There’ve been lots of ads about filing your taxes for free online. That’s all fine and dandy, but if you’re not careful, it’s not really free. For example, if you go to the IRS website, you can probably file a free federal tax return, but there will be a charge for filing the state return. What tends to happen; is people go to the IRS site, file their federal return and then don’t file their state return because they have to pay for the state program. They decide that they’ll get the forms from the library or someplace later and then they “forget” and then get a nasty little note from the state saying they owe money. That’s when they wind up calling someone like me (or worse one of those “pennies on the dollar TV ad places”) and they pay much more for fixing their tax problem than they would have had to pay in the first place.
So, is there really such a thing a totally free e-file? Yes, but there are restrictions. For example: here in Missouri, you can go to the Missouri Department of Revenue site and get a free state and federal tax return program. Generally, you’ll have to qualify for the Earned Income Credit, or be under age 20, or be in the Military. You must access one of the tax providers from the Missouri website to get the free tax return. Here’s the link: http://dor.mo.gov/personal/individual/vendors.php#freeonline
The most important thing to remember is that you have to access the tax programs from the Missouri website in order to get the free filing! The same holds true for other free file programs. You must access the program through the government link in order to qualify for the free file, otherwise you will be expected to pay for the service.
Some states, like Illinois, will let you file your tax directly through their state website. You’ll have to prepare your federal tax return first, but then you can file your state. To find out if you qualify to the Illinois web-file, click on this link: http://tax.illinois.gov/Individuals/StudentQualifications.htm
In a case like that, you’ll want to do the IRS free file first. That link is:
The IRS won’t have that site open until January 14th. But once it comes open, there will be a list of free file providers and the requirements for using the service. Generally, if your income is below $57,000 you should be able to find at least one service that will free file your return through the IRS website.
Do not forget to file a state return! I cannot stress that enough. After the federal filings are all in, the IRS shares the information on your federal tax return with the state listed as your home address. If you deserve a refund, the state will not notify you, and you’ll just miss out on receiving your refund. If you owe, you will receive a notice showing your balance due, plus penalties for not filing and penalties for late payment, plus interest due on the amounts owed. These notices will not take into account and deductions that you might be entitled to. It’s definitely in your best interests to file your own return and not take the state’s bill at face value.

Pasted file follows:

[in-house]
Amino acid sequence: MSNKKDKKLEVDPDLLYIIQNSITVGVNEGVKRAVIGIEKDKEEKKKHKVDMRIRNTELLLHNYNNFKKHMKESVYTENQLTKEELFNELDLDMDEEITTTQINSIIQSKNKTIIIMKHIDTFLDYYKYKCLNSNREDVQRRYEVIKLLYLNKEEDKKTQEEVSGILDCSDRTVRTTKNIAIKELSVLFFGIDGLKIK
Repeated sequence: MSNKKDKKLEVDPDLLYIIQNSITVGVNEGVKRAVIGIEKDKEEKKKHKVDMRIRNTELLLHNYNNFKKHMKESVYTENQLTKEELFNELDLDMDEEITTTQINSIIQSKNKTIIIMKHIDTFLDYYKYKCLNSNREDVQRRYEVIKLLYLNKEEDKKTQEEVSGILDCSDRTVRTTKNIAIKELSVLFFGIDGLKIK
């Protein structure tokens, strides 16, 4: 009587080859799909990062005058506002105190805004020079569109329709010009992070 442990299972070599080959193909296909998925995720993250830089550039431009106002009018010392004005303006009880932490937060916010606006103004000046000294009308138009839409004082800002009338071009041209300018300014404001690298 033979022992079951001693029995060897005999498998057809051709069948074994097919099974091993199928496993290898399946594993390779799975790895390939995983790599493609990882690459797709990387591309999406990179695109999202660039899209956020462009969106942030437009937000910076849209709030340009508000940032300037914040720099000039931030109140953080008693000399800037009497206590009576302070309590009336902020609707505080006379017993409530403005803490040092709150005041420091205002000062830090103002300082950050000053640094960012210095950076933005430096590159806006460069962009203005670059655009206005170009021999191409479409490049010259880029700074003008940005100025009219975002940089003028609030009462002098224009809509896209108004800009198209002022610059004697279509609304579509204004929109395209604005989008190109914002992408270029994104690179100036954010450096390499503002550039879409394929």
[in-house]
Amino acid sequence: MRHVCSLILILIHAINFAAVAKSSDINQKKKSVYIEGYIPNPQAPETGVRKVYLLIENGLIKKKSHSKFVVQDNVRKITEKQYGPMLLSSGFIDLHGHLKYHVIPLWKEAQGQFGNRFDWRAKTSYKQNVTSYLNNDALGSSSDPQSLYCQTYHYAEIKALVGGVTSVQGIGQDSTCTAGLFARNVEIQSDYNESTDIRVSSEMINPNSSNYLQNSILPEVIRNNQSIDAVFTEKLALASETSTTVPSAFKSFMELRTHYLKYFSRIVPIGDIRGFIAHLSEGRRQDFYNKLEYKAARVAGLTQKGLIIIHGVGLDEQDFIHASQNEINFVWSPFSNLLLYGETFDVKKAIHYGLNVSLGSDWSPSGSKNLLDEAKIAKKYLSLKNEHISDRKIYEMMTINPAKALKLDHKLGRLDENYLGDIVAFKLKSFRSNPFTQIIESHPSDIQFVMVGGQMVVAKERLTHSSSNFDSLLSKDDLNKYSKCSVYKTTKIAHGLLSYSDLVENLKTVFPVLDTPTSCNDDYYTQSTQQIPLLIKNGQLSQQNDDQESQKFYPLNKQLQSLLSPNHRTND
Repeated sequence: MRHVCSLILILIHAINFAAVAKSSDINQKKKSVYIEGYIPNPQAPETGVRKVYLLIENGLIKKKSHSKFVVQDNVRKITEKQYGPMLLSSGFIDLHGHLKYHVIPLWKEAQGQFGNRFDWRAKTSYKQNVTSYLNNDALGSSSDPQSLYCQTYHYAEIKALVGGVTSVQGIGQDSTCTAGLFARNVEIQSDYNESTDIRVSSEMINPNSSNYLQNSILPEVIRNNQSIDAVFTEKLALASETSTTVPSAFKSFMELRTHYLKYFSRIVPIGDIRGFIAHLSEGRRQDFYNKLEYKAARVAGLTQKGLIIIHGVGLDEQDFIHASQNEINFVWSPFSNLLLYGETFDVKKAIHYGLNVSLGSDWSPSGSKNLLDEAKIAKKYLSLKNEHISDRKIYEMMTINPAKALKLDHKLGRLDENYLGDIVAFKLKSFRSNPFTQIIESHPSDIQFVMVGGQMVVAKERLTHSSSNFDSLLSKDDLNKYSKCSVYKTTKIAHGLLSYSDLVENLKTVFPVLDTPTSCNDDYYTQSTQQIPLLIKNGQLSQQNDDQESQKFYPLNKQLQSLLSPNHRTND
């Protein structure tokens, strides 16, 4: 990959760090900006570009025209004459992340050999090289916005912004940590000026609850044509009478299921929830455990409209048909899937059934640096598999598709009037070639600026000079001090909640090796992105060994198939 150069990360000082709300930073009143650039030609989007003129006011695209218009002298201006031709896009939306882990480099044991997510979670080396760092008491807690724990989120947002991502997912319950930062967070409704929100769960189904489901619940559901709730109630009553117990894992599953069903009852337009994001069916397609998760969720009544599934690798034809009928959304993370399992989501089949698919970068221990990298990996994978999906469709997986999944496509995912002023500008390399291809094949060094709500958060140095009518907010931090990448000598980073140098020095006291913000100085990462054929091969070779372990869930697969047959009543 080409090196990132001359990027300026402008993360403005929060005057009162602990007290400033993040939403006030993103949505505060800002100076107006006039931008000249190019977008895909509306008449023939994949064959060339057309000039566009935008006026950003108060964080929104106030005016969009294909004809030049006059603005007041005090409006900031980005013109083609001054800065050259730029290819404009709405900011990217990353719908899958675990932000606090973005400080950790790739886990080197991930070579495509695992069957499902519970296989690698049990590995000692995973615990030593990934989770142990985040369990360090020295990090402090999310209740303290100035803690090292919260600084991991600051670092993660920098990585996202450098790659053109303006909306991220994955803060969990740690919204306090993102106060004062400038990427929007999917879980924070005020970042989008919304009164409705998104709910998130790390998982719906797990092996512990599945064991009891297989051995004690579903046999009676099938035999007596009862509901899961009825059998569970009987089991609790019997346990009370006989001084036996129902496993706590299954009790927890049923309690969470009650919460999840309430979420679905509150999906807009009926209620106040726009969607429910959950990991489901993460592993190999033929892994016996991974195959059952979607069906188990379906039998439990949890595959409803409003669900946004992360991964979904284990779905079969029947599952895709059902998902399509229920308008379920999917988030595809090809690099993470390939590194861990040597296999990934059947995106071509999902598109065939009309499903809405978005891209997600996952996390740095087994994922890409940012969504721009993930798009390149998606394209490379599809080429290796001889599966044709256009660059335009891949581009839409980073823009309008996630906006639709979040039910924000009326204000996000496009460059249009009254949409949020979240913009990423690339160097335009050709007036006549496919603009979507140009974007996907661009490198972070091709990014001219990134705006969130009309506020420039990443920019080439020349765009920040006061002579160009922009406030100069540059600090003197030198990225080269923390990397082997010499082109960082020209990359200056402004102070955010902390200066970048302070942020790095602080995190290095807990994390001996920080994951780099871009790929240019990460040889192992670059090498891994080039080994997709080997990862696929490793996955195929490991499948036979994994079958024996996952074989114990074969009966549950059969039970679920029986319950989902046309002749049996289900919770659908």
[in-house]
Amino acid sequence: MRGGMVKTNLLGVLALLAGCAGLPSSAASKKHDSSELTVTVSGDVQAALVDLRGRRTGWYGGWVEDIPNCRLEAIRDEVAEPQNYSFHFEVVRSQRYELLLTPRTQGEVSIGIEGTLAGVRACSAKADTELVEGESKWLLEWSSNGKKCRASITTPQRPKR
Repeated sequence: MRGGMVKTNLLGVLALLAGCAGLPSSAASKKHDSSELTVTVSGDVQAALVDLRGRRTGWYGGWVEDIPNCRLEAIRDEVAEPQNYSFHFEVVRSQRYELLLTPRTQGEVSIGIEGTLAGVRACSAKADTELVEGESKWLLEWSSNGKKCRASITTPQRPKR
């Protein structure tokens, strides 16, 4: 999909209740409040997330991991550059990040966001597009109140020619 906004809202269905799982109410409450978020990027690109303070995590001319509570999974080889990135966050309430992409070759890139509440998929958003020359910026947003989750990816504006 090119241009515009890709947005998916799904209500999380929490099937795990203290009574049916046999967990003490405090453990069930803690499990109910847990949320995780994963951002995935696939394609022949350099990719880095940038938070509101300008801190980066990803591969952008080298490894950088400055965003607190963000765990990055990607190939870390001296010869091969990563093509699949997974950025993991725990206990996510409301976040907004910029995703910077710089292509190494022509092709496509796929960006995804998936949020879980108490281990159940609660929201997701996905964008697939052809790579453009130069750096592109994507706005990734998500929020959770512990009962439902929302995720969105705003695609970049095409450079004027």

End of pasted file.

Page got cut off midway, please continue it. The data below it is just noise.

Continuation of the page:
What do you do if your income or other circumstances prevent you from using the free e-file programs? This is of course making the assumption that your tax situation is easy enough for you to file your own taxes. (You are reading this Blog on a professional tax preparer web-site, if you can’t prepare your own return really you should be calling me, right?)
My recommended for pay “prepare your own taxes” website is here:
Although much less expensive than having a professional prepare your return, this site is not free. It’s actually through Drake software. I use their professional version when I prepare income taxes for my clients. I like the online software because as new issues pop up, the software is updated constantly. You’re less likely to have tax return mistakes due to software issues when you use an online program. Also, the online programs will determine which forms you need, 1040EZ, 1040A, or 1040. The program will pick the easiest form you qualify for. You also don’t need a credit card, you have the option of having your fees withheld from your refund if you’d like. You can try it out for free, then if you choose to file with this program you can pay, otherwise just walk away.
What about the tax filing products that you buy at Sam’s Club and Office Depot? The tax return products in a box are generally good products IF you remember to download and install the latest updates before you actually file your return. If you fail to download and install your updates, those programs are close to worthless, especially this year with all the last minute changes made by Congress. Be sure to buy the program that’s best for you. Don’t buy the “basic” when you need the “premium.” Read the boxes carefully to determine what type of filer you are. If after looking at the examples on the box you honestly don’t know which program to buy, you should have a professional prepare your return.
One more tip for filing your own return: Many tax companies will, for a fee, review a return you’ve prepared yourself. I do it all the time. This is especially helpful for people who don’t feel 100% comfortable with filing for themselves or just if you have questions. It’s a low cost alternative to hiring a full professional service versus going it completely alone. Be careful though, some companies use that as a ploy to get you to purchase their professional filing services. They offer a cheap “review” rate then tell you you’ve missed something but won’t tell you how to fix it. Reputable companies will tell you what’s wrong, why it’s wrong, and how to fix the problem.